We noticed that you're using an unsupported browser. The TripAdvisor website may not display properly.
We support the following browsers:
Windows: Internet Explorer, Mozilla Firefox, Google Chrome. Mac: Safari.

Miami's Art Deco District

A tour of South Beach's architectural treasures

Content provided by

Rating: 3 out of 5 by EveryTrail members
Difficulty: Easy
Length: 0.5 miles
Duration: 1-3 hours

Overview :  With its warm beaches and tropical surroundings, Miami Beach in the early 20th century was establishing itself as America’s winter... more »

Tips:  Many of the candy-colored hotels have survived and been restored. They are among the more than 800 buildings of historical... more »

Take this guide with you!

Save to mobile
Get this guide & thousands of others on your mobile phone
EveryTrail guides are created by travelers like you.
  1. 1. Download the EveryTrail app from the App Store
  2. 2. Search for the Miami's Art Deco District guide
  3. 3. Enjoy your self-guided tour
Get the app

Points of Interest

Run by the Miami Design Preservation League, the center provides information about the buildings in
the district. A gift shop sells 1930s–50s art deco memorabilia, posters, and books on Miami’s history. Several tours — covering Lincoln Road,
Española Way, North Beach, and several others, along with the Art Deco district — start here. You can rent ... More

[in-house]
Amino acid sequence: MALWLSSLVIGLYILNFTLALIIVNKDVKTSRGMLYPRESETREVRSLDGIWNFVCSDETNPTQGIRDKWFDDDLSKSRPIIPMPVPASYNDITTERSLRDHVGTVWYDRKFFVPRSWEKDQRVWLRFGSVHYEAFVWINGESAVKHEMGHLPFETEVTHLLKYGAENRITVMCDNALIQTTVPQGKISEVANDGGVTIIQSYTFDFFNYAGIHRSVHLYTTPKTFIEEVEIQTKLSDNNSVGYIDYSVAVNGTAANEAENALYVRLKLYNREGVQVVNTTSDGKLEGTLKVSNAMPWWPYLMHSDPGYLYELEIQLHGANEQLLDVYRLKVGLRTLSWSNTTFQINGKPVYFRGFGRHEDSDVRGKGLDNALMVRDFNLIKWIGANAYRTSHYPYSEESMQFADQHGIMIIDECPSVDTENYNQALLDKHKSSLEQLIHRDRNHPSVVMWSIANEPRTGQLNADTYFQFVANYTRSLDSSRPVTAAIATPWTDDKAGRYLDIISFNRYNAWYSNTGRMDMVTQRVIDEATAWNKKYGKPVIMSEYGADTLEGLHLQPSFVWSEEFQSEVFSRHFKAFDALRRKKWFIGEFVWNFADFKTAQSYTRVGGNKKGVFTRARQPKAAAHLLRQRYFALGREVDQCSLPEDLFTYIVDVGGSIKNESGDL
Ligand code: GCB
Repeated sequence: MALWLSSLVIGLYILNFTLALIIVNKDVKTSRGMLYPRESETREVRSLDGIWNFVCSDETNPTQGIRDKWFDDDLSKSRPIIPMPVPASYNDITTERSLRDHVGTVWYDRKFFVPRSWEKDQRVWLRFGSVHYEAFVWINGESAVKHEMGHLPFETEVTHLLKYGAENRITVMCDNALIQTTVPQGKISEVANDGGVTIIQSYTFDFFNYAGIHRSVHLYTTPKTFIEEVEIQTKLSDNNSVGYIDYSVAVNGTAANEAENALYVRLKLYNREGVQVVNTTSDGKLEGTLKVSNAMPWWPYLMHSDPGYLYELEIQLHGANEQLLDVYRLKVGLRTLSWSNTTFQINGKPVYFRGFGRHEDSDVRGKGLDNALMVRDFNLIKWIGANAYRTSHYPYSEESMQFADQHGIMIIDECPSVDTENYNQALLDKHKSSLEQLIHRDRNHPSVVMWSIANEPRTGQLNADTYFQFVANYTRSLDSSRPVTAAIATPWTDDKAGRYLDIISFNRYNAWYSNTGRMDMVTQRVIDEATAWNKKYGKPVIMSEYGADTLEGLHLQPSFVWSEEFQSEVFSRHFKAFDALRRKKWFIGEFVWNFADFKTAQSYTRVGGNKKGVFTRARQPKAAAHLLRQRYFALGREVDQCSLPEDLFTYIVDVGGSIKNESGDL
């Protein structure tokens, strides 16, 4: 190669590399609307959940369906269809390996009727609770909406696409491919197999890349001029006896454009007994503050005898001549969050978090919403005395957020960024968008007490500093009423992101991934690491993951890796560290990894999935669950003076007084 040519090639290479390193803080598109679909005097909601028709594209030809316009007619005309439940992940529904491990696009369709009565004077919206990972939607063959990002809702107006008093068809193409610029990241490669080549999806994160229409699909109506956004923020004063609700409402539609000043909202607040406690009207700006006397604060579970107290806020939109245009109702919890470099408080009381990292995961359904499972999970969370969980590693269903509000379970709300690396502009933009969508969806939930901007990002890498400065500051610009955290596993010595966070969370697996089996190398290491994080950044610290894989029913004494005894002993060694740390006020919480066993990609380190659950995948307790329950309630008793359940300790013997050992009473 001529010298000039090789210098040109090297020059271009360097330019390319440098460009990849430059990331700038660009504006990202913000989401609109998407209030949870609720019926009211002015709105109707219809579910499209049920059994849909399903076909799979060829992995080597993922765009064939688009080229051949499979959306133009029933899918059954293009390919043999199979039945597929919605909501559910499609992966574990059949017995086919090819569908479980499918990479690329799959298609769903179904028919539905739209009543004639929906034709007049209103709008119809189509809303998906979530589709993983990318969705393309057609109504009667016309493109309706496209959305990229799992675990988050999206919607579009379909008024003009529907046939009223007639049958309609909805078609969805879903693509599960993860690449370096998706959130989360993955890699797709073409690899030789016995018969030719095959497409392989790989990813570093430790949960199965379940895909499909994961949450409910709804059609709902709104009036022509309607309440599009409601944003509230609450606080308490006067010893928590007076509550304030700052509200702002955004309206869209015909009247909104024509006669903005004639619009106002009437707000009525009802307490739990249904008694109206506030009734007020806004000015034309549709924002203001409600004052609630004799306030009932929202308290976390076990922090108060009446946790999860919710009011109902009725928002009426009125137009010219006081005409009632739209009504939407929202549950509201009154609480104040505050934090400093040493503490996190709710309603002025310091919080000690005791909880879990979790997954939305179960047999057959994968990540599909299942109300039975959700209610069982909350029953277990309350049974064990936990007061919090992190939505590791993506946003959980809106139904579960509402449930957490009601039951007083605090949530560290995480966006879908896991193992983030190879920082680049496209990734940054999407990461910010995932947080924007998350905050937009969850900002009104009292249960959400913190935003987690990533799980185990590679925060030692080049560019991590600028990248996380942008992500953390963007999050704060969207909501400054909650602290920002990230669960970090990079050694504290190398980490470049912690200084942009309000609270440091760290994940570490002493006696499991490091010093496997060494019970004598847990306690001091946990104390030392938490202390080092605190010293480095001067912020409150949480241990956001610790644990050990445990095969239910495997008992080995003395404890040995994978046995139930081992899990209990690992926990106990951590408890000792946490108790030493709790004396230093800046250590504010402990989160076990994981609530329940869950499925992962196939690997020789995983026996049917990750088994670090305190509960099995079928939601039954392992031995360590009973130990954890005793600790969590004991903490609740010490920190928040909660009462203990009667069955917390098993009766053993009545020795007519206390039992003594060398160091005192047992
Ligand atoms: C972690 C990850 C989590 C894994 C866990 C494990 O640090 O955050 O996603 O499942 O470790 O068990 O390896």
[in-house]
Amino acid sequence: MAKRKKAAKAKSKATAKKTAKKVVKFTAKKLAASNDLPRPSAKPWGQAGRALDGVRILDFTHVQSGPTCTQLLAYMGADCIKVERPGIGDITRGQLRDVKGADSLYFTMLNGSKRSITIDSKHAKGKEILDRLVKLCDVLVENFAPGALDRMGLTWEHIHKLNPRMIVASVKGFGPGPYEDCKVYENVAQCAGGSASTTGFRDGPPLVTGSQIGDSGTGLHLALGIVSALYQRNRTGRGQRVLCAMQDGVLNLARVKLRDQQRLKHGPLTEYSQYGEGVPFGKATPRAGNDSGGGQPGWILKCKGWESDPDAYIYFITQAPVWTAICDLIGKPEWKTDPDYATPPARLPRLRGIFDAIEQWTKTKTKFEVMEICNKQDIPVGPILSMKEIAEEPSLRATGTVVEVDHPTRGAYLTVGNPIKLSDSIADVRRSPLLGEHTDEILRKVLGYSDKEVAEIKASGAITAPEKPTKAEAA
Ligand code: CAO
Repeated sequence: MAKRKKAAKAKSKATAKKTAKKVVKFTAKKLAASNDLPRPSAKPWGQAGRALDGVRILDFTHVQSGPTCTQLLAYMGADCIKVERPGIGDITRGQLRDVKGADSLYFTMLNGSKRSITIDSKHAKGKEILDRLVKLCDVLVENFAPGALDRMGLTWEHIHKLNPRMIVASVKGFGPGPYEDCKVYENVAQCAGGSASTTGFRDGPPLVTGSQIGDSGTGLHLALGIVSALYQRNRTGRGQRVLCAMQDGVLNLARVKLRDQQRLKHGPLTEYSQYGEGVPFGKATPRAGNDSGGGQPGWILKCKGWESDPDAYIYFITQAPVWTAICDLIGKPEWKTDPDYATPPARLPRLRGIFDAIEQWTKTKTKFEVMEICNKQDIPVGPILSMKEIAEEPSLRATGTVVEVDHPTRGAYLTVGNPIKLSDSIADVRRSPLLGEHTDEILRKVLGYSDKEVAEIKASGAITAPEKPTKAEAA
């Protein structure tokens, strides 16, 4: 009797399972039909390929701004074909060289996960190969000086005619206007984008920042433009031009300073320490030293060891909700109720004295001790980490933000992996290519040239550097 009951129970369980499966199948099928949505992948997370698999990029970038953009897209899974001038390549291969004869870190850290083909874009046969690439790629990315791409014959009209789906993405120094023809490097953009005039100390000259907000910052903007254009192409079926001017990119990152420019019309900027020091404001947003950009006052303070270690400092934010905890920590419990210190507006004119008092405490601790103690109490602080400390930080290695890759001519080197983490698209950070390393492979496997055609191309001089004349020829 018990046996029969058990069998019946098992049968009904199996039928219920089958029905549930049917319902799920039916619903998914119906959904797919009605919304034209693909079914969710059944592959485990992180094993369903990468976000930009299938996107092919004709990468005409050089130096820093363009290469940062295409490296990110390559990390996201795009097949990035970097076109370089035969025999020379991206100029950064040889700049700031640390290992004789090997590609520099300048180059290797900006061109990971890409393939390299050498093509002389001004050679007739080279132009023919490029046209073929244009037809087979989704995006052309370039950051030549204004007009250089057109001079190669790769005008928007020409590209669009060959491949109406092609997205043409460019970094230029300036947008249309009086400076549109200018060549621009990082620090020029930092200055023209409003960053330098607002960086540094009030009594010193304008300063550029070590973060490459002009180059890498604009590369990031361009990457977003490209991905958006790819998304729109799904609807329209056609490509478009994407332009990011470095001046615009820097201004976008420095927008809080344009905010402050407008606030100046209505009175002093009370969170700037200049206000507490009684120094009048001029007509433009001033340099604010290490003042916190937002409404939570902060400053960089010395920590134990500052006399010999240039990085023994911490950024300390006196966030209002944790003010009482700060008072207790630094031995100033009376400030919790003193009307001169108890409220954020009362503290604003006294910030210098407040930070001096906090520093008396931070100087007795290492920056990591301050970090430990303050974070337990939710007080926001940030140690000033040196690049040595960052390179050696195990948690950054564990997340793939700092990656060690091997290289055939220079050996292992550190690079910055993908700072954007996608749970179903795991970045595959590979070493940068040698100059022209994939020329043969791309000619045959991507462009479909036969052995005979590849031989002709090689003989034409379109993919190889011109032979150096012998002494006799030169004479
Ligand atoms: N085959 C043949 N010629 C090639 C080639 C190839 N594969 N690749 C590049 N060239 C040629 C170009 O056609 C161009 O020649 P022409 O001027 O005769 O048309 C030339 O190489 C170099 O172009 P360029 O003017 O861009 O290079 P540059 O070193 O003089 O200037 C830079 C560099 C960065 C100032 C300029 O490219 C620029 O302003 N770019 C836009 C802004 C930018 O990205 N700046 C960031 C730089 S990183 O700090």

Essex House Hotel, a 1938 gem that appears permanently anchored at 1001 Collins Avenue, is a stunning example of Maritime deco (also known as Nautical Moderne). Designed by Henry Hohauser to evoke an ocean liner, the hotel is rife with marine elements, from the rows of porthole-style windows and natty racing stripes to the towering smokestack-like... More

The name spelled vertically in eye-popping neon on The Hotel's iconic aluminum spire—Tiffany—bears evidence of its earlier incarnation. When the L. Murray Dixon–designed Tiffany Hotel was erected at 801 Collins Avenue in 1939, neon was still a novelty. Its use, coupled with the spire’s rocket-like shape, combined to create a futuristic look... More

4. Park Central Hotel

Terrazzo—a compound of cement and stone chips that could be poured, then polished—is a hallmark of deco design. Terrazzo floors typically had a geometric pattern, and you won't find a better example than the one in the Park Central Hotel, a 1937 building by Henry Hohauser at 640 Ocean Drive

Address: 1020 Ocean Drive

Address: 1220 Ocean Drive

7. The Leslie

Address: 1244 Ocean Drive

Address: 1250 Ocean Drive

9. The Cardozo

Address: 1300 Ocean Drive

The decorative stucco friezes outside the Cavalier Hotel at 1320 Ocean Drive are significant for more than aesthetic reasons. Roy France used them to add symmetry (adhering to the “Rule of Three”) and accentuate the hotel’s verticality by drawing the eye upward. The pattern he chose also reflected a fascination with ancient civilizations... More

11. The Winterhaven

Address: 1400 Ocean Drive

Inspired by everything from car fenders to airplane noses, proponents of art deco’s Streamline Moderne look began to soften buildings’ hitherto boxy edges. But when Henry Hohauser designed Hoffman’s Cafeteria in 1940 he took moderne to the max. The landmark at 1450 Collins Avenue (now Jerry’s Famous Deli) has a sleek, splendidly curved facade. The... More